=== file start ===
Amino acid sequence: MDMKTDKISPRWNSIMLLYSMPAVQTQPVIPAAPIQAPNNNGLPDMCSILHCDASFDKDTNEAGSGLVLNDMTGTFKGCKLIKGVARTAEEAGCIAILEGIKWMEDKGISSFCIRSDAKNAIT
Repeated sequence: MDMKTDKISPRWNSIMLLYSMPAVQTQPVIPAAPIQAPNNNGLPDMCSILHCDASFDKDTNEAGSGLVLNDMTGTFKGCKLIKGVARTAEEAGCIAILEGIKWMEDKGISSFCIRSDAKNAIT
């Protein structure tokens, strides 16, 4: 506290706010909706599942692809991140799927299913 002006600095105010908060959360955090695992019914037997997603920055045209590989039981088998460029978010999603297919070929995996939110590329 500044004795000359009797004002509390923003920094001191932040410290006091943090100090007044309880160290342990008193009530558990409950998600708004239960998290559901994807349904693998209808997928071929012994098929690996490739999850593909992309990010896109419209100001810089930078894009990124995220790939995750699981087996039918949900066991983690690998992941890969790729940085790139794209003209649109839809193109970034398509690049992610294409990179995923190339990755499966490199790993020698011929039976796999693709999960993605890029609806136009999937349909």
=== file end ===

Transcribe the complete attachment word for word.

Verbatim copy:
Amino acid sequence: MDMKTDKISPRWNSIMLLYSMPAVQTQPVIPAAPIQAPNNNGLPDMCSILHCDASFDKDTNEAGSGLVLNDMTGTFKGCKLIKGVARTAEEAGCIAILEGIKWMEDKGISSFCIRSDAKNAIT
Repeated sequence: MDMKTDKISPRWNSIMLLYSMPAVQTQPVIPAAPIQAPNNNGLPDMCSILHCDASFDKDTNEAGSGLVLNDMTGTFKGCKLIKGVARTAEEAGCIAILEGIKWMEDKGISSFCIRSDAKNAIT
């Protein structure tokens, strides 16, 4: 506290706010909706599942692809991140799927299913 002006600095105010908060959360955090695992019914037997997603920055045209590989039981088998460029978010999603297919070929995996939110590329 500044004795000359009797004002509390923003920094001191932040410290006091943090100090007044309880160290342990008193009530558990409950998600708004239960998290559901994807349904693998209808997928071929012994098929690996490739999850593909992309990010896109419209100001810089930078894009990124995220790939995750699981087996039918949900066991983690690998992941890969790729940085790139794209003209649109839809193109970034398509690049992610294409990179995923190339990755499966490199790993020698011929039976796999693709999960993605890029609806136009999937349909």